-A ICMPFLOOD -m recent --set --name ICMP --rsource
-A ICMPFLOOD -m recent --update --seconds 1 --hitcount 6 --name ICMP --rsource --rttl -m limit --limit 1/sec --limit-burst 1 -j LOG --log-prefix "iptables[ICMP-flood]: "
-A ICMPFLOOD -m recent --update --seconds 1 --hitcount 6 --name ICMP --rsource --rttl -j DROP
-A ICMPFLOOD -j ACCEPT
###############################################################################
# 2. HOST SPECIFIC RULES #
# #
# This section is a good place to enable your host-specific services. #
# ! DO NOT FORGOT TO COPY THESE RULES TO firewall.ip6tables TO ALLOW IPV6 ! #
###############################################################################
# Accept HTTP and HTTPS
#-A INPUT -p tcp -m multiport --dports 80,443 --syn -m conntrack --ctstate NEW -j ACCEPT
###############################################################################
# 3. GENERAL RULES #
# #
# This section contains general rules that should be suitable for most hosts. #
###############################################################################
# Accept worldwide access to SSH and use SSHBRUTE chain for preventing
# brute-force attacks.
-A INPUT -p tcp --dport 22 --syn -m conntrack --ctstate NEW -j SSHBRUTE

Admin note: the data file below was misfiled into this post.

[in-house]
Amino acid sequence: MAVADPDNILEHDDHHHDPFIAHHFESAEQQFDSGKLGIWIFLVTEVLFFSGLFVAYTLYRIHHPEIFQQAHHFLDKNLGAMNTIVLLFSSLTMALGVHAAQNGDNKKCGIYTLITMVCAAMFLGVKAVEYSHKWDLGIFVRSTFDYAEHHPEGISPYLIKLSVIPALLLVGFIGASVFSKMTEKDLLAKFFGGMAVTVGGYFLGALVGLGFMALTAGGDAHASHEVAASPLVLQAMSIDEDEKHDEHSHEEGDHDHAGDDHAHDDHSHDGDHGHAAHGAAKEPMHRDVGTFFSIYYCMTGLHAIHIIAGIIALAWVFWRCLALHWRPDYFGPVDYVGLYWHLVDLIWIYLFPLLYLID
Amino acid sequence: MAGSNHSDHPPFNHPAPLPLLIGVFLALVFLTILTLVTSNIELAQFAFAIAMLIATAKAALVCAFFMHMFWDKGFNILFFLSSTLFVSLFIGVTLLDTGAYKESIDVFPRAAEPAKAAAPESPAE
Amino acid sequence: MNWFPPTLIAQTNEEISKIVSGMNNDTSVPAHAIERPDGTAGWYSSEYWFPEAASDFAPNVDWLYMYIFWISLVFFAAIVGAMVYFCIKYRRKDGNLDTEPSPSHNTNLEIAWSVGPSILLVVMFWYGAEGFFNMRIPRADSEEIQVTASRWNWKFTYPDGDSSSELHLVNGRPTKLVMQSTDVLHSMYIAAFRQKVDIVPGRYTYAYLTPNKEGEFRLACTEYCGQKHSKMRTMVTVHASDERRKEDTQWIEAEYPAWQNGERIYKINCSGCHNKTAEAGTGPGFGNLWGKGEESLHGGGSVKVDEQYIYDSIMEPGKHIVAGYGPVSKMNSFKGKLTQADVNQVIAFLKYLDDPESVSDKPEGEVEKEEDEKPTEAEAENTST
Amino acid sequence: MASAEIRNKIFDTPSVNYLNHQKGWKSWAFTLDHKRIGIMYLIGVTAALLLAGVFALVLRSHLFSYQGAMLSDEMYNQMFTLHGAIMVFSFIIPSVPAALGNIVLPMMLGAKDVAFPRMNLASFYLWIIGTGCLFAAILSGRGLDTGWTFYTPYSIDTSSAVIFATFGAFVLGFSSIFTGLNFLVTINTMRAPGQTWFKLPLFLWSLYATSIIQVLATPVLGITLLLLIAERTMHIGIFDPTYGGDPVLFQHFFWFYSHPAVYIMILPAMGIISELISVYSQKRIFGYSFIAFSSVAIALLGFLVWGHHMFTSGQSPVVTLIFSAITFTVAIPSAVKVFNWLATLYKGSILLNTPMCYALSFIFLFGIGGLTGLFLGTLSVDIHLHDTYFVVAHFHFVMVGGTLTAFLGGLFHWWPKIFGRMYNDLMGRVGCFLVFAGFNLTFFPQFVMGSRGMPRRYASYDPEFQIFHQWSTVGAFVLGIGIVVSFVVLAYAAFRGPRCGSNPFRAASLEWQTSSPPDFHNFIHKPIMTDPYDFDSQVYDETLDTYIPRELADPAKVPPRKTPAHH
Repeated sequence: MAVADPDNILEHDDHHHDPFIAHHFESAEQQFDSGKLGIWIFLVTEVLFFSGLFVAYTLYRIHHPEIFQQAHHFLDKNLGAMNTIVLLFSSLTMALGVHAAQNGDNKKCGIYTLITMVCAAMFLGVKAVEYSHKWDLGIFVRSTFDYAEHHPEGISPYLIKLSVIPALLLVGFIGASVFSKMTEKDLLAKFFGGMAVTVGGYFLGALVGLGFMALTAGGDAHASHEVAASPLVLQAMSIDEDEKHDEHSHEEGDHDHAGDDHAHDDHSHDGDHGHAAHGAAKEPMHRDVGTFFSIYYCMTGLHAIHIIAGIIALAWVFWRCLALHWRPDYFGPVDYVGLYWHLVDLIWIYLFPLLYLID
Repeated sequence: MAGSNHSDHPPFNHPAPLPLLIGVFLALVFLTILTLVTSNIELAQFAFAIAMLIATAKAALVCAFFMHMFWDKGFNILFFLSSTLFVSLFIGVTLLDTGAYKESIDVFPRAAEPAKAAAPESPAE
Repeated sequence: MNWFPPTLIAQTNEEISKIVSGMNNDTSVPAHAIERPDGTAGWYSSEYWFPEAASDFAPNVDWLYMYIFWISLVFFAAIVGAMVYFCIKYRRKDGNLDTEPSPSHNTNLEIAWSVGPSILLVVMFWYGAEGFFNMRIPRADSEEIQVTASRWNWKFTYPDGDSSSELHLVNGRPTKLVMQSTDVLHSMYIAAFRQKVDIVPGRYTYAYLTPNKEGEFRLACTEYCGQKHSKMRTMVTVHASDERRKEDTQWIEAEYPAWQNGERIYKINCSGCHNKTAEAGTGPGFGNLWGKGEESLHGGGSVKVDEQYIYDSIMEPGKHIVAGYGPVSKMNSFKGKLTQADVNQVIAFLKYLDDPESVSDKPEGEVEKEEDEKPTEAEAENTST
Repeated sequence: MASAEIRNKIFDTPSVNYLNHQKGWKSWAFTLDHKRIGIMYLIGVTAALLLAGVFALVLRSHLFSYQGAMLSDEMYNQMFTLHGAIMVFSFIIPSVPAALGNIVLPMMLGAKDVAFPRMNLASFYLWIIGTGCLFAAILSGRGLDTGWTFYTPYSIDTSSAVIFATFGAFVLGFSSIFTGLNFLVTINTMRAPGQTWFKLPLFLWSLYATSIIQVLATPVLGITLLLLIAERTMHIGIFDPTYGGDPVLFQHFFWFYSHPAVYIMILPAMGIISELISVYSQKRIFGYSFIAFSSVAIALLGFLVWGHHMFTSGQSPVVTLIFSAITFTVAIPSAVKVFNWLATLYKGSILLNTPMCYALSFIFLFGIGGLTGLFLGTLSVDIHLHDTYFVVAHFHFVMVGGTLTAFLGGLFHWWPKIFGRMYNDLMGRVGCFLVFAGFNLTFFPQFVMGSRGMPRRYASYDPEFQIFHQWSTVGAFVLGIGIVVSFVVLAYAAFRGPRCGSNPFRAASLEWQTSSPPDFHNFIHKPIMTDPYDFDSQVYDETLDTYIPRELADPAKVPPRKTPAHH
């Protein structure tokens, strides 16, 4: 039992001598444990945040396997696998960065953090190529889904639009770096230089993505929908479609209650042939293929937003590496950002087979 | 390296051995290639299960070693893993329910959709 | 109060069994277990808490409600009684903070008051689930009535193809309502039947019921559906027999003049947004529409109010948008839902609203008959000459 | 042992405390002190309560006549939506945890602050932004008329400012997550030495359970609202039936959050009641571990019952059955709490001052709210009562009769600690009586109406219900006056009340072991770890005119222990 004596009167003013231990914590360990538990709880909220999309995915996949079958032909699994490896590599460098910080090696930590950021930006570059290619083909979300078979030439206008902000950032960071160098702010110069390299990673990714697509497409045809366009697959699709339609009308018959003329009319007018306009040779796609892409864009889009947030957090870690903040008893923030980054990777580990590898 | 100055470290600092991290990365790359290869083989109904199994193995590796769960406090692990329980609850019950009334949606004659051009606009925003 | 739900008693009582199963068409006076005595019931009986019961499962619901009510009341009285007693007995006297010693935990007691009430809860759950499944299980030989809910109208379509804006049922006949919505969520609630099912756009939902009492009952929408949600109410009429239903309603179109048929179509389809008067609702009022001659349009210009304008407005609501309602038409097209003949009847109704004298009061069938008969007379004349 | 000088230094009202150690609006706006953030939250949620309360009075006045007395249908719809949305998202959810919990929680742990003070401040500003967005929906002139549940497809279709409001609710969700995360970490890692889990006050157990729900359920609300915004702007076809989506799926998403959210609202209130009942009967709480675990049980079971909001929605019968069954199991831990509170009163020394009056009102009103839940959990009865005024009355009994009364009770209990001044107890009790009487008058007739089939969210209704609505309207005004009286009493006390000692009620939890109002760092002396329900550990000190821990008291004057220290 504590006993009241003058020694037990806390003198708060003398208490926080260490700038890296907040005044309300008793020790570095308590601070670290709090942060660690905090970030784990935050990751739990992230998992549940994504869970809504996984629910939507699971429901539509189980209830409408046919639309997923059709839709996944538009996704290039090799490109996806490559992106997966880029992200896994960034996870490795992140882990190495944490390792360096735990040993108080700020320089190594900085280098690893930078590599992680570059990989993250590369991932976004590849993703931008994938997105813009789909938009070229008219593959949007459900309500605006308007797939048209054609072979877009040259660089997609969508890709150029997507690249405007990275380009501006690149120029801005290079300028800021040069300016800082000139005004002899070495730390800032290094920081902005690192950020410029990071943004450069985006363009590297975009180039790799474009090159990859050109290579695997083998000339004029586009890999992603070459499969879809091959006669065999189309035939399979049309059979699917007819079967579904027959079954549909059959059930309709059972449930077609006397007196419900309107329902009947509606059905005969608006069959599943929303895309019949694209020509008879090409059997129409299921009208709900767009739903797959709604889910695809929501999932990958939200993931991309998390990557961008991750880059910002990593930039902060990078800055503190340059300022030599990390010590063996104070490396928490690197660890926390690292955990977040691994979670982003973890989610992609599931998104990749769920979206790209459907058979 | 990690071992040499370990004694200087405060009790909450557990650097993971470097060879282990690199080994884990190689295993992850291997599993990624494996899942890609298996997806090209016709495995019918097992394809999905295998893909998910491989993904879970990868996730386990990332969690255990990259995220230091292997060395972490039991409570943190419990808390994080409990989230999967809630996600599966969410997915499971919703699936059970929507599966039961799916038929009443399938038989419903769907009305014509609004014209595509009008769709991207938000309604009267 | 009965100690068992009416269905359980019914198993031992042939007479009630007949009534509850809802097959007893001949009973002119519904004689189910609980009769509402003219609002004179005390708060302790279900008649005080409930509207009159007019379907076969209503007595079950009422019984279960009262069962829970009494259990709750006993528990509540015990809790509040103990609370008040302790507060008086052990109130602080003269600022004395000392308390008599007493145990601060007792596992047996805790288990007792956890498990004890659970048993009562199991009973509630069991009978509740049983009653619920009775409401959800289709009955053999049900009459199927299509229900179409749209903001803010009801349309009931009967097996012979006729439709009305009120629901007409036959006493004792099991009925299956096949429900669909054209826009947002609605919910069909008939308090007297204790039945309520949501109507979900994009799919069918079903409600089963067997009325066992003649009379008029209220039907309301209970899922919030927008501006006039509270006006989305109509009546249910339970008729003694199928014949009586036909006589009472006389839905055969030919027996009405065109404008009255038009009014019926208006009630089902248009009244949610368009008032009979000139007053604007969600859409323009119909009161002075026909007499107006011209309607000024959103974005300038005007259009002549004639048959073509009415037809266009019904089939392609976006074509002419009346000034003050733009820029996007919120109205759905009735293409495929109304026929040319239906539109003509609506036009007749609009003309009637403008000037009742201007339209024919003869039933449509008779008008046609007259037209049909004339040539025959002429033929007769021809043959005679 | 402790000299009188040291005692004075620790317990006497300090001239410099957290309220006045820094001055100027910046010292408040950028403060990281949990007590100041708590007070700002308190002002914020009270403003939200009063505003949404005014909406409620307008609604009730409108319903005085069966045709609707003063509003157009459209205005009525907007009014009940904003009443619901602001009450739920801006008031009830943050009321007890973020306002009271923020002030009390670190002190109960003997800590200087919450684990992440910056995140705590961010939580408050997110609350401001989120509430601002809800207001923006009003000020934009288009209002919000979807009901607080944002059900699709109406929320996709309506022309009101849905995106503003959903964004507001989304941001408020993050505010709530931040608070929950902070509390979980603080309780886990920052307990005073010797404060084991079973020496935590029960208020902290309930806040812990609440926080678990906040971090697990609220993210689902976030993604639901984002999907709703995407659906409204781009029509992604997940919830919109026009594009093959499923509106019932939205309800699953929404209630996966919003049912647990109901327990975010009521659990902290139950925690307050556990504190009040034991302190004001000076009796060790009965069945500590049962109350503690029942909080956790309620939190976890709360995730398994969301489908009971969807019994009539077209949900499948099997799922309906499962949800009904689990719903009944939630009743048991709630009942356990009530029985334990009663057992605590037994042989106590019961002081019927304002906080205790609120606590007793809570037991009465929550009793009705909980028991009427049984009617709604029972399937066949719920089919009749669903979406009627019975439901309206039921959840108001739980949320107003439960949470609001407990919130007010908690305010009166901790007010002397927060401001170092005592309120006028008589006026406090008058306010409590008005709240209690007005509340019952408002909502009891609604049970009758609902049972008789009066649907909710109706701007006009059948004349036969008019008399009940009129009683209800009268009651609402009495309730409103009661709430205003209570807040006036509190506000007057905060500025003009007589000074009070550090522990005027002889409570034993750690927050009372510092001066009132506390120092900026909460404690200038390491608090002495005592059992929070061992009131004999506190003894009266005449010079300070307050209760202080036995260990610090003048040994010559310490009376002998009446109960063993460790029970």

# Permit useful IMCP packet types.
# Note: RFC 792 states that all hosts MUST respond to ICMP ECHO requests.
# Blocking these can make diagnosing of even simple faults much more tricky.
# Real security lies in locking down and hardening all services, not by hiding.
-A INPUT -p icmp --icmp-type 0 -m conntrack --ctstate NEW -j ACCEPT
-A INPUT -p icmp --icmp-type 3 -m conntrack --ctstate NEW -j ACCEPT
-A INPUT -p icmp --icmp-type 8 -m conntrack --ctstate NEW -j ICMPFLOOD
-A INPUT -p icmp --icmp-type 11 -m conntrack --ctstate NEW -j ACCEPT
# Do not log packets that are going to ports used by SMB
# (Samba / Windows Sharing).
-A INPUT -p udp -m multiport --dports 135,445 -j DROP
-A INPUT -p udp --dport 137:139 -j DROP
-A INPUT -p udp --sport 137 --dport 1024:65535 -j DROP
-A INPUT -p tcp -m multiport --dports 135,139,445 -j DROP
# Do not log packets that are going to port used by UPnP protocol.
-A INPUT -p udp --dport 1900 -j DROP
# Do not log late replies from nameservers.
-A INPUT -p udp --sport 53 -j DROP
# Good practise is to explicately reject AUTH traffic so that it fails fast.
-A INPUT -p tcp --dport 113 --syn -m conntrack --ctstate NEW -j REJECT --reject-with tcp-reset
# Prevent DOS by filling log files.
-A INPUT -m limit --limit 1/second --limit-burst 100 -j LOG --log-prefix "iptables[DOS]: "
COMMIT
###############################################################################